The Problem of Youth Violence

October 21, 2009

Chicago gets lots of attention these days, both good and bad. It’s a beautiful, wonderful, complicated, and diverse city, with great assets but many challenges.
Most recently, the beating death of a Chicago public school student was videotaped and displayed on YouTube for the world to see. The images are chilling and frightening. Upon viewing the video, U.S. Secretary of Education Arne Duncan responded, “America has seen a side of Chicago that we all wish didn’t exist. This young honor student had his whole life ahead of him—but now it has been cut short by senseless violence."
Tragically, this violent act is not an isolated one. The murder of young people in Chicago and other towns and cities is becoming commonplace—and the weapon of choice is most often a gun. From January to August of this year, 152 children and young people were murdered in Chicago, the vast majority (80%) by guns. Across the country thousands of young people are shot and killed every year.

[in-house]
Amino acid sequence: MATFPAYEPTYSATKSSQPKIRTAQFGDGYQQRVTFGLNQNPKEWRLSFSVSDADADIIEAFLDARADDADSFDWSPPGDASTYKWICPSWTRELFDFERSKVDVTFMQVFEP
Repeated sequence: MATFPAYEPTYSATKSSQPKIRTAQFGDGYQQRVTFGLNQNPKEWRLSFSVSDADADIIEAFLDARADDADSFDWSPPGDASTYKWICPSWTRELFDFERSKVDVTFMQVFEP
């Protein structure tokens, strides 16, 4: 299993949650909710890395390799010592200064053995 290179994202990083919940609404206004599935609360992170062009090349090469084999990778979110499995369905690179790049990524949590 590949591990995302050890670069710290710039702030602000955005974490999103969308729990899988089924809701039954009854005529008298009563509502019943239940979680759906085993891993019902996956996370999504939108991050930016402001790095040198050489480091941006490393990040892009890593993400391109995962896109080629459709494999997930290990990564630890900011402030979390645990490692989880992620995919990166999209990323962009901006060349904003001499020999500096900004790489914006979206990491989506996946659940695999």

The debate on how to reduce youth violence is hot right now—recent articles have appeared in the Baltimore Sun, Chicago Tribune, and The Philadelphia Inquirer.
Philanthropy’s role? Well, one thing we know for sure is that we don’t know enough about what actually works to reduce youth violence. Chicago funders have stepped up to support the Crime Lab at the University of Chicago, which will track and evaluate several major intervention projects. Other efforts include working with the CDC to collect more data on violent deaths and joining forces with America’s mayors to stop the flow of illegal guns.
Youth violence is a complex public problem that demands a comprehensive approach from local, state, and national leaders. For a comprehensive strategy to be successful there must be an honest discussion of the role of guns, and recognition that easy access to lethal weapons is inextricably linked to violence involving youth.
Tomorrow: Improving Census Data.
Tuesday's post: Designing Efforts and Charting Courses of Action.
Monday's post: Reasons for Optimism.

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Ellen S. Alberding


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